Of the 25 artists showing work this weekend at the “Art In Bixby Park” open event, Jeanne Rice is a standout photographer with a long history of capturing powerful portrait and live performance images. Many of her subjects are top names in the Orange County and Los Angeles music scene, like D.I., Red Hot Chili Peppers and The Used. In the mid-90s, Rice got her start with punk band Ignite, which quickly led to not only shooting here at the Weekly, but eventually publications like Mean Street, Spin, NME and Rolling Stone. We could write a book about all of the amazing moments, artists, and performances she’s seen over decades of shooting, but they say a picture is worth a thousand words, so take a look for yourself this Sunday September 25th from 10am-3pm at Bixby Park in Long Beach and soak in 20 years of Rice’s moving work for yourself.
OC Weekly (Kim Conlan): What role do you play as the photographer in relationship to your subjects?
Jeanne Rice: The relationship between me and my subjects has been something that is part of the soulful journey of photography for me. It’s all about building that trust. Once you have that relationship and that trust with that artist, then you get a whole world of amazing, incredible things from them.
Can you tell me about what you were shooting in your early days?
When I went into college, I thought I was going to go into advertising. It was all about the imagery for me, and I felt I needed to take all the courses so that I could be the best director of advertisement I could. Photography would be one of those classes. I took a photography class and people were looking at my work and complementing it, and there was this guy that was in a band who was a model, named Joe Foster, and he was in a band called Ignite. When he looked at my photos, he said they were good and he said, ‘Hey can you come shoot my band?’ This was back when it was film, and I didn’t really know what was going to come out. Joe Foster looked at the contact sheet and said, ‘wow Jeanne, these are really good.’ My jaw about dropped ‘cause Joe Foster never says anything is good.
Where did that lead?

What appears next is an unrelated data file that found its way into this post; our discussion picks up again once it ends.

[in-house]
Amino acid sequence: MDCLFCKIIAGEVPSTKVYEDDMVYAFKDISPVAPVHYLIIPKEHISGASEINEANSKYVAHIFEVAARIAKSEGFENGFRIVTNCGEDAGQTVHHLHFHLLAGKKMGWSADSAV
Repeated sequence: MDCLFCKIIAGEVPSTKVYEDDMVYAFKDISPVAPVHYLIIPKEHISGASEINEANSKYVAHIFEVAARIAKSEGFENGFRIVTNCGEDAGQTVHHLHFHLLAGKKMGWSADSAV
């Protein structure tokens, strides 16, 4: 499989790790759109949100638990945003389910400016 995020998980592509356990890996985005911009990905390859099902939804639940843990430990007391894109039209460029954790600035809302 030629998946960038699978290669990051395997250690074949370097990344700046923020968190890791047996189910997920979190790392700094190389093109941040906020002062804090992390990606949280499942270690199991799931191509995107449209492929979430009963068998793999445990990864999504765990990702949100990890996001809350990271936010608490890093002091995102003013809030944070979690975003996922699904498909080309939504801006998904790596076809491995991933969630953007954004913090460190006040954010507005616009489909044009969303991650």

He invited me to go to another show where another punk band called D.I. was playing, and then Frederic Taccone calls me over and says, ‘Can we get some of those pictures?’ I’m like, ‘Sure, no problem.’ They liked the pictures, so they asked me to go to the Glen Helen Blockbuster Pavilion for Punk Show and they were going to give me full credentials so I could go on-stage, back-stage, and the whole thing. I’d never done anything like that before. The Punk Show ended up being the show that Mark Adkins of Guttermouth was arrested for inciting a riot. When this riot broke out, I just had the most perfect timing of being on the lawn area and that’s where it was really on fire. The cops were spraying the kids with pepper spray and I went into full combat instinct mode, dodged through the pepper spray, dodged behind the cops, so that I could get pictures of the kids with mohawks charging at the cops. My training was telling me that I needed to compose these pictures.
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How did you come to work at the OC Weekly?
At the time I came in, the OC Weekly writers were asked to find their own photographers. So Jennifer Vineyard reached out to me and said she liked the shot I had done in Mean Street Magazine, and would I be the photographer for a lot of the stories she was working. I was like, ‘Of course!’ I loved music, I had always had a passion for music, and I always knew I had a passion for photography, I just didn’t know that that was going to be my path. What an amazing journey it's been. I'm only as good as my subjects and my subjects happen to be damn good.